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Thomas Wentworth Higginson, Book and heart: essays on literature and life 4 4 Browse Search
Edward L. Pierce, Memoir and letters of Charles Sumner: volume 2 4 0 Browse Search
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Thomas Wentworth Higginson, Book and heart: essays on literature and life, Chapter 6: Lowell's closing years in Cambridge (search)
ther forms more satisfying, he took up the dropped threads of his life, receiving the Dante Club and the Modern Language Association as if each were the Royal Society. In looking back on London, too, he was able to see its limitations as well as its delights; was ready to recognize the barren fig-tree side of it, in Lord Houghton's phrase; the limitation and disappointment resulting from the very excess and hurry. It is the same side that we see in books of personal recollections, like Lady Eastlake's Diaries or Sir Frederick Pollock's Remembrances, where the writer goes from one brilliant breakfast or luncheon or dinner to the next, meeting all the wits and sages, and bringing away only two or three anecdotes. Lowell himself recognized all this limitation, yet delighted in the retrospect; skimmed for you the cream of it, and then took you out on the piazza to watch the squirrels and robins. Becoming again, in some sense, a recluse, he was such a recluse as Sir Henry Wotton might
Thomas Wentworth Higginson, Book and heart: essays on literature and life, Chapter 15: the cant of cosmopolitanism (search)
ned in manners among a circle of professional couriers. Some of the most essentially vulgar women ever seen in American society have been those most versed in European drawing-rooms, and, by all testimony, not unpopular there. The brilliant Lady Eastlake went so far as to assert that high society in London positively likes vulgarity, if it be but new ; and that Sir Francis Palgrave was right in saying that a person who would say rude things would be sure to take in London. And in circles of o fine as those of his own grandfather, in New England; and when he himself first visited England, at fifty or thereabouts, he was described in the London papers as having the bearing of a lord and the figure of a guardsman. In the same way Lady Eastlake describes Motley's visible annoyance at being constantly addressed as Milord at German hotels; and I knew a Boston lady, going abroad for the first time after middle life, who was identified for her husband by the Suisse at a crowded cathedra
Thomas Wentworth Higginson, Book and heart: essays on literature and life, Chapter 19: the problem of drudgery (search)
d not have our share in the cares and vexations of men. If our lives are sound, these matters are secondary to the fact that we are doing, in some way or other, good and useful work. If it is not well for us to live only on the very finest wheat, we may well accept serenely a due proportion of wholesome bran. Above all, let us remember that life is short, that there are but twenty-four hours in the day, and that we cannot combine everything. To live greatly in society we must forego work in the studio or the library; to live greatly in these last one must forego much of society; to live a life of philanthropy one must often resign them all. The late President James Walker, of Harvard University, said, as the result of much observation, Put it down as a rule that no really eminent lawyer ever reads a book --for lack of time. And Elmsley, the Greek critic, when asked by Lady Eastlake why the Germans beat the English in scholarship, replied, Because they never go out to tea. 1896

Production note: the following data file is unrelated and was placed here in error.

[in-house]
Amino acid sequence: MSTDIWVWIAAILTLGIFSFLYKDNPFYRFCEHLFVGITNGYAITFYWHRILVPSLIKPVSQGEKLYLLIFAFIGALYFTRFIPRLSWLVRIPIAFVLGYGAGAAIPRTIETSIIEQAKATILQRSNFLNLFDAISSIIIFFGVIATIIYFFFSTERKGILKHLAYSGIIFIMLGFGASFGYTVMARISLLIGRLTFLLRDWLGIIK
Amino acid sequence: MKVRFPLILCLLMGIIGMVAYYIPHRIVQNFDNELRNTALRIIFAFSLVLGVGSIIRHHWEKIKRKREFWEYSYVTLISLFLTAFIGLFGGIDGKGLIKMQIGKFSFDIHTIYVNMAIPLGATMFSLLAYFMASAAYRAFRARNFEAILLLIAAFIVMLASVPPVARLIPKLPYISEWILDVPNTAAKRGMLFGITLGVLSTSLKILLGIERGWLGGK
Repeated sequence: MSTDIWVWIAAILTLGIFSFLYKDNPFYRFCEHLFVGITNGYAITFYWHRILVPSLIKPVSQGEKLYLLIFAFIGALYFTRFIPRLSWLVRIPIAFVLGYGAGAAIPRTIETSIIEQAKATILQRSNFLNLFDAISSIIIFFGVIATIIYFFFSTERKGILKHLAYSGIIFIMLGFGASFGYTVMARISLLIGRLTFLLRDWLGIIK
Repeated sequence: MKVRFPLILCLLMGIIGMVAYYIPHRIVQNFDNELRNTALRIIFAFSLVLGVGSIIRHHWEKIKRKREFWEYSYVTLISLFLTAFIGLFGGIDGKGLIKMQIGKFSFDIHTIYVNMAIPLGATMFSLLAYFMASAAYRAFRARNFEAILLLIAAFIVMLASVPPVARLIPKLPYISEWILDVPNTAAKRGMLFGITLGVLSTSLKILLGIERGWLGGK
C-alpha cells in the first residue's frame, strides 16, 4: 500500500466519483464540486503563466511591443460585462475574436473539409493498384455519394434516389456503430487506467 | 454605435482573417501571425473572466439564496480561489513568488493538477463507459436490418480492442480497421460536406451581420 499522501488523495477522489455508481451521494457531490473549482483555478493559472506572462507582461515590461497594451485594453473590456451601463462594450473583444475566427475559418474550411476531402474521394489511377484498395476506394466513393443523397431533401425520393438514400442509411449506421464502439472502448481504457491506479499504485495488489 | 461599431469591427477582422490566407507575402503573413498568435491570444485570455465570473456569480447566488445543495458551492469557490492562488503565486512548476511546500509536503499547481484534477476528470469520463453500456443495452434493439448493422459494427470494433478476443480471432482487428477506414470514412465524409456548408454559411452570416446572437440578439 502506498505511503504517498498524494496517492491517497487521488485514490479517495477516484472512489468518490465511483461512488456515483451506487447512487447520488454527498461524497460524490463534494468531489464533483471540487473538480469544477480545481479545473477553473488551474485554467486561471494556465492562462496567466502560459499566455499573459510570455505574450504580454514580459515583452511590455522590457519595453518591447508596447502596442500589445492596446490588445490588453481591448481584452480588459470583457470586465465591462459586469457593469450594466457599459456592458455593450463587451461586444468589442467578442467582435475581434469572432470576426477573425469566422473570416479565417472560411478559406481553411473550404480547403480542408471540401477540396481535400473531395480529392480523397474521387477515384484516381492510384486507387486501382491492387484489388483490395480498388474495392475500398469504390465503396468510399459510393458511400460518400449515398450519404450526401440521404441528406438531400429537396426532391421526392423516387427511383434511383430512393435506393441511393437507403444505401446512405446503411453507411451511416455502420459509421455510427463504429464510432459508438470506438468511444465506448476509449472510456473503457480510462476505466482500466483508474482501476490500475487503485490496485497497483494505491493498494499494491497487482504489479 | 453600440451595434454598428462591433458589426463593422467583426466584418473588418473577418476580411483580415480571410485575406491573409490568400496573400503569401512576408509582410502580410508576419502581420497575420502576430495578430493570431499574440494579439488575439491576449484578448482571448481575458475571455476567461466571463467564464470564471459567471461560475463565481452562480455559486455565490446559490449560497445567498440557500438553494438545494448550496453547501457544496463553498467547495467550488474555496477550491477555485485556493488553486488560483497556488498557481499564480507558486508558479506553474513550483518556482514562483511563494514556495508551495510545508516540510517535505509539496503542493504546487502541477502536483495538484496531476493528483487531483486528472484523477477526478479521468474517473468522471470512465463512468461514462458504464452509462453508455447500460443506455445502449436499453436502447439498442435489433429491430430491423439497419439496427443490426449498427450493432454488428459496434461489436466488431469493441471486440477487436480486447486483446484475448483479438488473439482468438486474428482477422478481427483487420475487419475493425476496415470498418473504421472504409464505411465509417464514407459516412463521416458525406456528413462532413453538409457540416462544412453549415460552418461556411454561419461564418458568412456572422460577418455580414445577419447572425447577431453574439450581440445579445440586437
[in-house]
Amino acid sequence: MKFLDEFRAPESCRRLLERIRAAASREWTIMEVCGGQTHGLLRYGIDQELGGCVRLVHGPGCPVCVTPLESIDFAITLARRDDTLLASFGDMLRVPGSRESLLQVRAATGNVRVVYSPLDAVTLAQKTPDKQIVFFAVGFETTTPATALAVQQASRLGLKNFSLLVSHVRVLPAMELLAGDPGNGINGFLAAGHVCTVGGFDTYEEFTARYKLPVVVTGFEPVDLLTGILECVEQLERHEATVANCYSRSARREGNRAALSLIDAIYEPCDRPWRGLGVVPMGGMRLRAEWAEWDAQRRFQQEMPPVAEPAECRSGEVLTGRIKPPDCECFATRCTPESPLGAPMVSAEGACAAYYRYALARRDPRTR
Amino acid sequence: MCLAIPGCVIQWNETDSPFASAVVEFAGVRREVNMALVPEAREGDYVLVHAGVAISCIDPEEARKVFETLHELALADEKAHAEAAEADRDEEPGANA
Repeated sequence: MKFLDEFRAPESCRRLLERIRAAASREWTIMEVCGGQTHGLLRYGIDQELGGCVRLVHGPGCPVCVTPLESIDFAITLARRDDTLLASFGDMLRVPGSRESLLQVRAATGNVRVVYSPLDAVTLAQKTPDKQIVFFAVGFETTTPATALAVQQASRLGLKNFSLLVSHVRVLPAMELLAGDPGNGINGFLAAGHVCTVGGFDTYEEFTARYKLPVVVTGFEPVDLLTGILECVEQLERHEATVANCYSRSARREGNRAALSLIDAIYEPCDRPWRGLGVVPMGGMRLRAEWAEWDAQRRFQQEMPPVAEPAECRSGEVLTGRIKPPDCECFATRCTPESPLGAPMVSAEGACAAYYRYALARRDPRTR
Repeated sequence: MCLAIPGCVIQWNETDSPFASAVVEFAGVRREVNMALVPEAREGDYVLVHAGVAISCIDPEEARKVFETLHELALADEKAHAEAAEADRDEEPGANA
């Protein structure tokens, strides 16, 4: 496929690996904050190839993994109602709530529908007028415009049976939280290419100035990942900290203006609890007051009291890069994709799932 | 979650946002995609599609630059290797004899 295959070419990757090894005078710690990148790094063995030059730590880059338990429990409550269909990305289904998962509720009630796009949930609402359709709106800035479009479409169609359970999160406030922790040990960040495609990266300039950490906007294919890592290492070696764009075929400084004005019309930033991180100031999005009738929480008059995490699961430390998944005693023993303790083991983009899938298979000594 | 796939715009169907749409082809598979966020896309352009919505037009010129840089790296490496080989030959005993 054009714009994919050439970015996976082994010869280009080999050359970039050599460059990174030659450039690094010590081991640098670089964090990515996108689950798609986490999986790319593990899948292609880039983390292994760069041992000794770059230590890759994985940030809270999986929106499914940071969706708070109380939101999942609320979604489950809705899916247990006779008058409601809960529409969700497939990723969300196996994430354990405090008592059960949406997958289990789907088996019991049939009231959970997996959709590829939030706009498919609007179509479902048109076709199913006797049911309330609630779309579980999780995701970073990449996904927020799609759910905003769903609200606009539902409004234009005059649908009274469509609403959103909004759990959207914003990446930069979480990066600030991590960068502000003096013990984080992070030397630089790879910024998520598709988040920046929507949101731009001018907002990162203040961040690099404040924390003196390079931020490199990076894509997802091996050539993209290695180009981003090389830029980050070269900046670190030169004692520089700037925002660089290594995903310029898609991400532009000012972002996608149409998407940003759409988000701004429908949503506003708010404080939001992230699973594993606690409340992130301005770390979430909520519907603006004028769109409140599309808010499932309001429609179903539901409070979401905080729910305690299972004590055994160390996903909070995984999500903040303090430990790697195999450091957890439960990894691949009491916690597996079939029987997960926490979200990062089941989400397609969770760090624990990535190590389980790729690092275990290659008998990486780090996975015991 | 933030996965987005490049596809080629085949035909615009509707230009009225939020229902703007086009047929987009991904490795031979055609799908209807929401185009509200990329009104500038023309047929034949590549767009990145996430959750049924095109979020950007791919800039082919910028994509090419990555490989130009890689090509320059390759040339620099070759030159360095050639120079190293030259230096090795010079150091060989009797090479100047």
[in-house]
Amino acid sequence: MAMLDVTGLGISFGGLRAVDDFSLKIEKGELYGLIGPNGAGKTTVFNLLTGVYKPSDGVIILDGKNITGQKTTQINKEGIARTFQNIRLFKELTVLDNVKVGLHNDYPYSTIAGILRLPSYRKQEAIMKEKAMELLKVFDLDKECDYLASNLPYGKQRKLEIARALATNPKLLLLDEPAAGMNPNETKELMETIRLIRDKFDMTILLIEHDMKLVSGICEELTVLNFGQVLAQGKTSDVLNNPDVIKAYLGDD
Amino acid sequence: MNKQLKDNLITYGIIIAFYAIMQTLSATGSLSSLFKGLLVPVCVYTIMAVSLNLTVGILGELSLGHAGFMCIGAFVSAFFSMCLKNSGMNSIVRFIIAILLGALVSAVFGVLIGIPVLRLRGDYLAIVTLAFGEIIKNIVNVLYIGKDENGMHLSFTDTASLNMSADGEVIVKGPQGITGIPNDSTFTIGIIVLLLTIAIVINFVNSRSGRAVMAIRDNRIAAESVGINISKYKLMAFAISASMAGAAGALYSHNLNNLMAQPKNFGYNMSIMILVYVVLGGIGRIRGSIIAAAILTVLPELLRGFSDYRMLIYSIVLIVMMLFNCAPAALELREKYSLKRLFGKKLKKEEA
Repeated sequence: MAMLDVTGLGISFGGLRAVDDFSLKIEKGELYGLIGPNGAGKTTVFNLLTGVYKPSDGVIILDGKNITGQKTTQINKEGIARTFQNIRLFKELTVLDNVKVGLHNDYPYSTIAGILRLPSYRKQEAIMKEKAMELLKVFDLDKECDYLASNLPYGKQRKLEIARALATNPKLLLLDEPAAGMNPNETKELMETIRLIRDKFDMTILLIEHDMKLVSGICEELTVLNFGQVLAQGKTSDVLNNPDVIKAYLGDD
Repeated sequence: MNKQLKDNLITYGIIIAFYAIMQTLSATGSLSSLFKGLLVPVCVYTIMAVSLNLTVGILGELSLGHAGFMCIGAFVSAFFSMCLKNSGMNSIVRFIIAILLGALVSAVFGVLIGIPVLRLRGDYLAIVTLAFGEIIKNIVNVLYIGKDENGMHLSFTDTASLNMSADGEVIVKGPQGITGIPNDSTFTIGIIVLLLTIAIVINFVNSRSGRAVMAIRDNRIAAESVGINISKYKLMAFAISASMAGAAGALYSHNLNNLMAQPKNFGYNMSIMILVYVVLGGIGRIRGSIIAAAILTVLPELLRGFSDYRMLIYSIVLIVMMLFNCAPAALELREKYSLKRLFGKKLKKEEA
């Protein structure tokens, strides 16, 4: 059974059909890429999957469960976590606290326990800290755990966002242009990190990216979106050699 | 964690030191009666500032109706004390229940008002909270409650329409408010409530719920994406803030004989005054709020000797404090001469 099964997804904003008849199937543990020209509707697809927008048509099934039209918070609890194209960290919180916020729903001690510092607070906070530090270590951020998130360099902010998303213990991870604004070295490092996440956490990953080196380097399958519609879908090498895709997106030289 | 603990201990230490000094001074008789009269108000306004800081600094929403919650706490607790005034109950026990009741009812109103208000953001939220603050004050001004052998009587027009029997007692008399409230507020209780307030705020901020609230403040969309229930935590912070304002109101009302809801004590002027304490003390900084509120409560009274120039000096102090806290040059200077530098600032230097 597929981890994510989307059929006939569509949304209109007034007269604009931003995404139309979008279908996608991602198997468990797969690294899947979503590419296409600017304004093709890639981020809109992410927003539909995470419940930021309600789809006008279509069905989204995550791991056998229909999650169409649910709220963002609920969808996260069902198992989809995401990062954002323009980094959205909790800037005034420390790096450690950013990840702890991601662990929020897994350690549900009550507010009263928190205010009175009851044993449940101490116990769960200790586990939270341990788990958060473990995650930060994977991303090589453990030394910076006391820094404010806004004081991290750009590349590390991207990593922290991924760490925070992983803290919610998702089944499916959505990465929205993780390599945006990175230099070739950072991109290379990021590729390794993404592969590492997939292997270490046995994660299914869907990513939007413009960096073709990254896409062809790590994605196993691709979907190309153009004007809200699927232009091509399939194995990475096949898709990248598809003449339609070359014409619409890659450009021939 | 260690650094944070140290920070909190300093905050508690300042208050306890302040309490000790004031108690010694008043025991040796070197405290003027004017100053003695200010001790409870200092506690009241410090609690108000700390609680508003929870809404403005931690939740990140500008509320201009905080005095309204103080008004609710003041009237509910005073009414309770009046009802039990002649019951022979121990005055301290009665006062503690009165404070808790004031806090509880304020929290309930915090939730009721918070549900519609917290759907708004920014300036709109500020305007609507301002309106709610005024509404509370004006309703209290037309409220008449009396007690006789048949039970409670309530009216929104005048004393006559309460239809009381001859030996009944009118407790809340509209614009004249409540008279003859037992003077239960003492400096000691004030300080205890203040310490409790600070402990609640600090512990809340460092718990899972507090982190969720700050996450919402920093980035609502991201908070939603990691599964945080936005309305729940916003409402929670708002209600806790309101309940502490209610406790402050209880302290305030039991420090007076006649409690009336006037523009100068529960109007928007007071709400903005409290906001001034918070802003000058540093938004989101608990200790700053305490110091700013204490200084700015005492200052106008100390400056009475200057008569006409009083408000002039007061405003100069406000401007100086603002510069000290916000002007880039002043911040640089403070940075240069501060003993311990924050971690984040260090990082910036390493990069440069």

Edward L. Pierce, Memoir and letters of Charles Sumner: volume 2, Chapter 18: Stratford-on-avon.—Warwick.—London.—Characters of judges and lawyers.—authors.—society.—January, 1839, to March, 1839.—Age, 28. (search)
d the later years of his life at Cannes, in France, where he died, about 1870. Sumner was his guest at dinner on different occasions, at 27 Park Road, Regent's Park. And the dinner! it is to be spoken of always. There was a small company: our host and his wife,—one of the most beautiful women I have ever seen; Courtenay, Philip Courtenay; Queen's counsel, belonging to the Northern Circuit. Sumner dined with him at 23 Montague Street, Russell Square. M. P., and his beautiful daughter; Eastlake, the accomplished artist; and Lord Brougham. Then the house was a little gem. It is in Regent's Park, removed from the bustle of town. The door-panels of the drawing-room are copies of some of the first masters; and the room is hung round with attractive paintings, and adorned with some of the finest curiosities of art. The dining-room is painted in imitation of a room of Pompeii. You may not know that Courtenay is the great epicure of London. His taste in matters of the table is repute
Edward L. Pierce, Memoir and letters of Charles Sumner: volume 2, Jan. 16, 1839. (search)
d the later years of his life at Cannes, in France, where he died, about 1870. Sumner was his guest at dinner on different occasions, at 27 Park Road, Regent's Park. And the dinner! it is to be spoken of always. There was a small company: our host and his wife,—one of the most beautiful women I have ever seen; Courtenay, Philip Courtenay; Queen's counsel, belonging to the Northern Circuit. Sumner dined with him at 23 Montague Street, Russell Square. M. P., and his beautiful daughter; Eastlake, the accomplished artist; and Lord Brougham. Then the house was a little gem. It is in Regent's Park, removed from the bustle of town. The door-panels of the drawing-room are copies of some of the first masters; and the room is hung round with attractive paintings, and adorned with some of the finest curiosities of art. The dining-room is painted in imitation of a room of Pompeii. You may not know that Courtenay is the great epicure of London. His taste in matters of the table is repute